“Red Dawn” (1984)

This  all-American affair directed by conservative auteur John Millius is one of Hollywood’s most red-meat movies. The young “Wolverines” battle back against a Soviet invasion, and while many lives are lost, the American spirit endures.

The final scene shows a monument to the heroes who repelled the Soviet invaders. The inscription reads, “In the early days of World War III, guerrillas – mostly children – placed the names of their lost upon this rock. They fought here alone and gave up their lives, so “that this nation shall not perish from the earth,” echoing President Abraham Lincoln’s Gettysburg address. 

“Rocky IV” (1985)

Sylvester Stallone’s Cold War-era sequel is patriotic down to the hero’s boxing trunks. But nothing tops the moment following Rocky Balboa’s improbable victory when he rallies his “enemies” to applaud his win. Everyone in the hall, down to an actor playing USSR Premier Mikhail Gorbachev, applauds the plucky American draped in his country’s flag.

“The Avengers” (2012)

Captain America is a relic from another era–literally. But his experience as a World War II super soldier comes in handy when a god from another planet seeks to conquer Earth. Loki, memorably played by Tom Hiddleston, lectures a crowd cowed by his mystical powers. He instructs them to kneel, but one elderly man refuses. The super villan prepares to punish him, when Captain America steps in, shield in hand.“The last time I was in Germany and saw a man standing above everyone else we ended up disagreeing,” Captain America says before his fellow Avengers rally to his side. The suit. The memories of World War II. The courage to stare down bullies, even those more powerful than you can imagine. It’s patriotic through and through.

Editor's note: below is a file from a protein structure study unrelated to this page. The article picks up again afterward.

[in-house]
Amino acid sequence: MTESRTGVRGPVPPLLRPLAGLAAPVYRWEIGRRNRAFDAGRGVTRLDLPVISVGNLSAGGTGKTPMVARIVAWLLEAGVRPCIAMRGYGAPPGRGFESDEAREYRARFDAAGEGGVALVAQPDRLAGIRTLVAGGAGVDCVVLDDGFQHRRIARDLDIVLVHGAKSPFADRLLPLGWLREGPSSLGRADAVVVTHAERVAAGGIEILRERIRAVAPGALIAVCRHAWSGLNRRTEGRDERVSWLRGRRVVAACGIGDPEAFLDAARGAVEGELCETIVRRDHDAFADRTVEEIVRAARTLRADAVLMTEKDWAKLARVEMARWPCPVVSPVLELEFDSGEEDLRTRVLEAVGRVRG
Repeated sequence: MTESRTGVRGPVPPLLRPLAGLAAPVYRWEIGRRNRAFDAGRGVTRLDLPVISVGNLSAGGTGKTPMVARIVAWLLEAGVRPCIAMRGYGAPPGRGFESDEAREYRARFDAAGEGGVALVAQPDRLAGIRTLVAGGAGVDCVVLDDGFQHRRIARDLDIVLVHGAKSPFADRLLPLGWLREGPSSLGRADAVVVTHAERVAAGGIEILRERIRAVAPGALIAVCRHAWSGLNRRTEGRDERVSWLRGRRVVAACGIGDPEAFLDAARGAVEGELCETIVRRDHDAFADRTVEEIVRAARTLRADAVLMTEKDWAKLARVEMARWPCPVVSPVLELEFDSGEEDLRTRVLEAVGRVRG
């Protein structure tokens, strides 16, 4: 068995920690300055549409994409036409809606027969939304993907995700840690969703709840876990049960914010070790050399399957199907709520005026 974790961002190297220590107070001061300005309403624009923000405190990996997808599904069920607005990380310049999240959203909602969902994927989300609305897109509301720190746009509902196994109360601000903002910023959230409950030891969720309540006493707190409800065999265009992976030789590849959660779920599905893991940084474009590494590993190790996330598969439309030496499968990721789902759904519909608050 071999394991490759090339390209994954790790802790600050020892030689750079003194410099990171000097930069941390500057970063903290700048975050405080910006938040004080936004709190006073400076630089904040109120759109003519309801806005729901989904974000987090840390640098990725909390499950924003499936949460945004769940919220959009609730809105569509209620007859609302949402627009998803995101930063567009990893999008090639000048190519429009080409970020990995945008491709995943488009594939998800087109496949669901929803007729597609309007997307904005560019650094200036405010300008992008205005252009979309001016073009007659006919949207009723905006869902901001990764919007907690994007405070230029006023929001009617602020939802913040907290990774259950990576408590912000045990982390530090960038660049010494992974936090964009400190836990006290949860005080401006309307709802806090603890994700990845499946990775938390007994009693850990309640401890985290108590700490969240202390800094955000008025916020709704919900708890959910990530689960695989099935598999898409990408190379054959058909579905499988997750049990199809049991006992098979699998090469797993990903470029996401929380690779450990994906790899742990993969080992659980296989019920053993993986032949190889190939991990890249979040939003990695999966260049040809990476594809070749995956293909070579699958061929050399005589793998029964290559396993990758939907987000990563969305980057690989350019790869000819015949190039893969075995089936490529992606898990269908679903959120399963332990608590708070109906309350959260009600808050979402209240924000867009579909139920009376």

“Miracle” (2004)

Any movie depicting the U.S. Olympic hockey team beating the USSR qualifies as a patriotic must-see film. Focus on the speech coach Herb Brooks gives to his team before the biggest game of their lives. “Tonight we … are the greatest hockey team in the world,” Kurt Russell’s coach tells his young players. “You were born to be hockey players … this is your time. They’re time is done. They’re over.” Did he mean the Soviet squad … or the Soviet Union?

“Armageddon” (1998)

Spoiler alert: the U.S. saves the world from an asteroid streaking straight to earth in this super-sized spectacle. That’s enough to merit the film’s inclusion here, but one comical sequence finds Bruce Willis’ character listing the demands his team has for risking everything to stop the asteroid. 

One would-be hero wants his two friends to be granted U.S. citizenship. Another wants to visit the White House. The topper? “One more thing. None of them wanna pay taxes again,” Willis’ blue-collar hero says with a straight face to Billy Bob Thornton.

“The Patriot” (2000)

Now, you can’t go wrong with a title like that. Arguably the most rousing moment of this film about the American Revolution comes when Mel Gibson’s character, in the heat of a major battle, realizes his rag-tag army is losing hope. “No retreat!” he cries, grabbing an American flag and heading straight at the enemy with only the flagpole to protect him. In glorious slow motion, Gibson waves the fledgling country’s symbol while his fellow soldiers find their second wind.